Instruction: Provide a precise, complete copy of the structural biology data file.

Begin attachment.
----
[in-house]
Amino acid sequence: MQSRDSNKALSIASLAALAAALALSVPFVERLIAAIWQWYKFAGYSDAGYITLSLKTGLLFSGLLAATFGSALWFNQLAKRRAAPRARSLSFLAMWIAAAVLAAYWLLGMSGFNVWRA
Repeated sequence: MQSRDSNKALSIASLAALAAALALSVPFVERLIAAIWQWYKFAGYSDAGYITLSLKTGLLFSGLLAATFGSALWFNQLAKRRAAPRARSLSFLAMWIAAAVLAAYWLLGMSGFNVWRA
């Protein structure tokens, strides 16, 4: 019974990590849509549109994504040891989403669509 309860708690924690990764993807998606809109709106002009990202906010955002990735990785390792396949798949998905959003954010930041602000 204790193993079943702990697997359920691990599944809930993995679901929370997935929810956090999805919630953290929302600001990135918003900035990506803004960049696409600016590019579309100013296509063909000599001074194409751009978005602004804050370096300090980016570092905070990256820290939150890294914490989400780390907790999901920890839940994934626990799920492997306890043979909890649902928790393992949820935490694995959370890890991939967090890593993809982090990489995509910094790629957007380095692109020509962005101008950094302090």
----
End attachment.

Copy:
[in-house]
Amino acid sequence: MQSRDSNKALSIASLAALAAALALSVPFVERLIAAIWQWYKFAGYSDAGYITLSLKTGLLFSGLLAATFGSALWFNQLAKRRAAPRARSLSFLAMWIAAAVLAAYWLLGMSGFNVWRA
Repeated sequence: MQSRDSNKALSIASLAALAAALALSVPFVERLIAAIWQWYKFAGYSDAGYITLSLKTGLLFSGLLAATFGSALWFNQLAKRRAAPRARSLSFLAMWIAAAVLAAYWLLGMSGFNVWRA
């Protein structure tokens, strides 16, 4: 019974990590849509549109994504040891989403669509 309860708690924690990764993807998606809109709106002009990202906010955002990735990785390792396949798949998905959003954010930041602000 204790193993079943702990697997359920691990599944809930993995679901929370997935929810956090999805919630953290929302600001990135918003900035990506803004960049696409600016590019579309100013296509063909000599001074194409751009978005602004804050370096300090980016570092905070990256820290939150890294914490989400780390907790999901920890839940994934626990799920492997306890043979909890649902928790393992949820935490694995959370890890991939967090890593993809982090990489995509910094790629957007380095692109020509962005101008950094302090």